I do not believe in a literal 6 day creation, although I believe God is certainly capable of such a creation if God so desired. I'm not sure what to believe on the scientific side. I've always heard evolution called a theory. Here's a dictionary definition of the word theory: "a plausible or scientifically acceptable general principle or body of principles offered to explain phenomena." The problem I see is that many, if not most, people think of theory as "fact". Plausible or scientifically acceptable simply does not mean fact and this is where there seems to be significant disconnect. I've seen scientists calling evolution fact on FaceBook and calling everyone who doesn't believe like them basically stupid. I've engaged young people in conversations about the definition of "theory" and many seem to think it means "fact". This is disturbing to me. Aren't there a lot of gaps that have had to be filled in order to come to a coherent theory of evolution? If so, what version of evolution is to be believed if we weren't there to witness it and how does God fit in? Then we need to ask, aren't our own observations sometimes (or always) skewed by our own prejudices and agendas? Since science is done by scientists (and by that I mean imperfect humans who also have their own biases), isn't there an imperfect nature even to science? Empirical data is empirical data, right? Well, what if you have to interpret it? I admit I'm thinking out loud here, but I somehow doubt I'm the only one thinking this way.

    This is why I appreciate very much your parting thoughts "It is a profound error to try to make sense of this world and our place in it holding to the view that science is the only reliable source of knowledge. Addressing the truly big questions of life's meaning takes us well beyond science into the realms of wonder and mystery. This is a hermeneutical and narrative enterprise of the highest order." Couldn't have said it better myself.

    Reply

    1. Donald Yerxa:
      Mar 03, 2013 at 06:20 AM

      Thanks, Doug. I appreciate your kind comments. Mine are simply personal reactions to a portion of the debate that I no longer find productive. I don't mean to suggest that the science-and-religion conversation is a waste of time. Far from it. There are important questions at stake here. But as I indicated in my essay, the debate over ID is distracting us from more important concerns.

      Reply

      1. Jonathan Russell:
        Mar 09, 2013 at 04:55 PM

        Don, I remember taking a history class from you where one of the themes was that “man abhors chaos”. I can’t help but wonder if this aversion is part of the tension in choosing an interpretation of the creation story. It seems a bit more “orderly” to ascribe to a literal interpretation of the Bible. Perhaps there is a fear of complete chaos, if one starts to open up to a broader interpretation of the text.

        In law school, we typically wanted to by-pass the Socratic process and get to the “black letter law.” We wanted to learn the answer, while the professors wanted to teach us the process. When we start to broaden our understanding of how we interpret God’s Word, we give God the ability challenge us in new ways, however, it is also is a bit unsettling. In this regard, I am mindful of Pete Enns book, "Inspiration and Incarnation", where he writes,

        "That the Bible bears an unmistakable human stamp does not lead to the conclusion that it is merely the words of humans rather than the word of God. . . . And to those who fear the human stamp as somehow dirtying the Bible, marring its perfect divine quality, I say, ‘If you wouldn’t say that about Jesus (and you shouldn’t) don’t think that way about the Bible. Both Christ and his word are human through and through.’ . . . [T]he primary purpose of Scripture is for the church to eat and dink its contents in order to understand better who God is, what he has done, and what it means to be his people, redeemed in the crucified and risen Son. Such an understanding of the purpose of Scripture---as a means of grace for the church--- actually opens up possibilities of interpretation instead of closing them."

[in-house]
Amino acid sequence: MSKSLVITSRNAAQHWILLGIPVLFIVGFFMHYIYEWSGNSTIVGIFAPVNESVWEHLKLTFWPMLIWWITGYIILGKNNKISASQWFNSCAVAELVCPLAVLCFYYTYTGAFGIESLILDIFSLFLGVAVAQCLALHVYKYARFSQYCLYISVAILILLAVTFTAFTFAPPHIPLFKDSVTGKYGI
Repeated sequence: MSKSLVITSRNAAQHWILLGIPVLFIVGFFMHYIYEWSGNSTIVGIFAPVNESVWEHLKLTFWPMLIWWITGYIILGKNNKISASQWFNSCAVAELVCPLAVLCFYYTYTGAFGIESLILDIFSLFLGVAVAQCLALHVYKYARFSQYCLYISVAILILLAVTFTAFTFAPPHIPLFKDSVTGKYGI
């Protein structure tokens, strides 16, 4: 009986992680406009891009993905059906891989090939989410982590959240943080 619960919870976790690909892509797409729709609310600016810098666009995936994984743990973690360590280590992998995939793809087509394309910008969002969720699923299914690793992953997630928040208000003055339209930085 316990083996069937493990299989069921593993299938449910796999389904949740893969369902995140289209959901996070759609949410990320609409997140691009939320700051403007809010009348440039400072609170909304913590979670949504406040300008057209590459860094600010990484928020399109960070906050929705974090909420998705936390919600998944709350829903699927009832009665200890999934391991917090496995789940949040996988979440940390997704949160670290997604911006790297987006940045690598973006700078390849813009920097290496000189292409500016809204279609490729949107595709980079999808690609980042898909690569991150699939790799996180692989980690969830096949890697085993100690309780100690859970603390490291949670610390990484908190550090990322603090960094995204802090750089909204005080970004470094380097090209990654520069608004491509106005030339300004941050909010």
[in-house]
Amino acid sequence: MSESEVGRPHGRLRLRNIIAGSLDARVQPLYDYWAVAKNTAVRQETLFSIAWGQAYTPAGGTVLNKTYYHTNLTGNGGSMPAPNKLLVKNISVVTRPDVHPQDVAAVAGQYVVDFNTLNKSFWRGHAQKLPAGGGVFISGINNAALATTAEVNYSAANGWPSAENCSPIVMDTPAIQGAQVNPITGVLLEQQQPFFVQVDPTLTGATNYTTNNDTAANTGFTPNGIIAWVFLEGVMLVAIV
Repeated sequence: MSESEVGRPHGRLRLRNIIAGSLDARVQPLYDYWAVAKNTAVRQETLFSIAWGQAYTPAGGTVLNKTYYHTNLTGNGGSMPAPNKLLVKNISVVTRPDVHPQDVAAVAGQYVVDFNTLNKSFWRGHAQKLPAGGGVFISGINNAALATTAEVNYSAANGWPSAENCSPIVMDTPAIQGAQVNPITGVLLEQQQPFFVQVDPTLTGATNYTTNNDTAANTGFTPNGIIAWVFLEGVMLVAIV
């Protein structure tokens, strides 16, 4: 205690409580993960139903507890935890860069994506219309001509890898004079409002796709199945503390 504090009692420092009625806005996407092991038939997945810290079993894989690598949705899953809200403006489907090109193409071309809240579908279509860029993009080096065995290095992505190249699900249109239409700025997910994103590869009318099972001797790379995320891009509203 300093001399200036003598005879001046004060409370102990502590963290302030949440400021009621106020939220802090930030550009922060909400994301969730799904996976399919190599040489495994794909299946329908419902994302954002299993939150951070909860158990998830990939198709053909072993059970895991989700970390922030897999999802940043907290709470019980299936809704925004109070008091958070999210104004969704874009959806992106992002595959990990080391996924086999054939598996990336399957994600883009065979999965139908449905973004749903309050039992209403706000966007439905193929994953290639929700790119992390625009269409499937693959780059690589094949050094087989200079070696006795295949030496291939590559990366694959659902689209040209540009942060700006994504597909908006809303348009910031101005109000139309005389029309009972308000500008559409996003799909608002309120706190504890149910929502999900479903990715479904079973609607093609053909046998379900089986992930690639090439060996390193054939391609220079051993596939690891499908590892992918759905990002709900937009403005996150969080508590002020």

Is the church prepared for the possibilities that flow from such a perspective?

        Reply

        1. Donald Yerxa:
          Mar 10, 2013 at 05:28 AM

          Jonathan,

          First of all, I have to chuckle that you remembered that line from...what? 25 years ago! Today I might amend it to "humankind abhors chaos." But the point made in the context of the history of power and politics probably does apply, as you say, in this other context. As you know, I am not a fundamentalist, but I can appreciate its appeal, especially in a time when so many traditional values and understandings seem to be under relentless assault. The Wesleyan quadrilateral as a functional epistemology strikes me as being vastly more satisfying, While it cannot always produce clear-cut "answers"--especially in peripheral matters--it allows me use the gifts of the Spirit and my mind to sift through tradition (Chesterton's "democracy of the dead") and my own experience to arrive at provisional understanding. I emphasize "provisional," because there is so much mystery to our existence and our faith. We should not presume to claim mastery or intellectual control over that of which we know so little.

          Don

          Reply

        2. Donald Yerxa:
          Mar 10, 2013 at 06:43 AM

          Jonathan,
          I failed to include specific mention of Scripture in my initial response. Of course, that belongs prominently in the mix. But as is so evident in the evolution debates, there are great divides among believers as to how they approach Holy Scripture. My own stance should be evident from my essay and response. Let me just say, for example, that Genesis means far more to me when I read myself into the story of creation and fall than when I try to accommodate it to science or science to it. I don't mean to be narcissistic when I say that things like the historicity of Adam are a relatively trivial matters for me compared to my own sense of separation from God that results from sin.

          Reply